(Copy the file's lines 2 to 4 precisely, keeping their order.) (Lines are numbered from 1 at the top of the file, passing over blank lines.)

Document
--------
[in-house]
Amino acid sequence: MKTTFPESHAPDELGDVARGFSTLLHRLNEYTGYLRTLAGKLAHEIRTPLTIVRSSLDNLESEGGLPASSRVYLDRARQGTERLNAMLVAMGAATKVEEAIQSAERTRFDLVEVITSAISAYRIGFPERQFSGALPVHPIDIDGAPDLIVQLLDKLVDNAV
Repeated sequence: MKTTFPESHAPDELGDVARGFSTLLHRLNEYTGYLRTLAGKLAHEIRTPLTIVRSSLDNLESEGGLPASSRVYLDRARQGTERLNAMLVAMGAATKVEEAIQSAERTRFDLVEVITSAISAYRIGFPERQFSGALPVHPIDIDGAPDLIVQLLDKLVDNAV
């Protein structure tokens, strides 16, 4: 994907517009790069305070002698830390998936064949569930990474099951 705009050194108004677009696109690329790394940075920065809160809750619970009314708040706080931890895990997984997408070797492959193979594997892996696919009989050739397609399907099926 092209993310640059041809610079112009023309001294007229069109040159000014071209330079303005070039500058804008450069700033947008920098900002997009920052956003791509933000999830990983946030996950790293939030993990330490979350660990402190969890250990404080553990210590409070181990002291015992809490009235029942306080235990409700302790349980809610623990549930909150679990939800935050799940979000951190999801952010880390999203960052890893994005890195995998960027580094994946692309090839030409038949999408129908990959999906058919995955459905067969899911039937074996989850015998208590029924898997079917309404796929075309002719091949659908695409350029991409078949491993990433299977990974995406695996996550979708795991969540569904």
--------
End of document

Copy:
Amino acid sequence: MKTTFPESHAPDELGDVARGFSTLLHRLNEYTGYLRTLAGKLAHEIRTPLTIVRSSLDNLESEGGLPASSRVYLDRARQGTERLNAMLVAMGAATKVEEAIQSAERTRFDLVEVITSAISAYRIGFPERQFSGALPVHPIDIDGAPDLIVQLLDKLVDNAV
Repeated sequence: MKTTFPESHAPDELGDVARGFSTLLHRLNEYTGYLRTLAGKLAHEIRTPLTIVRSSLDNLESEGGLPASSRVYLDRARQGTERLNAMLVAMGAATKVEEAIQSAERTRFDLVEVITSAISAYRIGFPERQFSGALPVHPIDIDGAPDLIVQLLDKLVDNAV
């Protein structure tokens, strides 16, 4: 994907517009790069305070002698830390998936064949569930990474099951 705009050194108004677009696109690329790394940075920065809160809750619970009314708040706080931890895990997984997408070797492959193979594997892996696919009989050739397609399907099926 092209993310640059041809610079112009023309001294007229069109040159000014071209330079303005070039500058804008450069700033947008920098900002997009920052956003791509933000999830990983946030996950790293939030993990330490979350660990402190969890250990404080553990210590409070181990002291015992809490009235029942306080235990409700302790349980809610623990549930909150679990939800935050799940979000951190999801952010880390999203960052890893994005890195995998960027580094994946692309090839030409038949999408129908990959999906058919995955459905067969899911039937074996989850015998208590029924898997079917309404796929075309002719091949659908695409350029991409078949491993990433299977990974995406695996996550979708795991969540569904």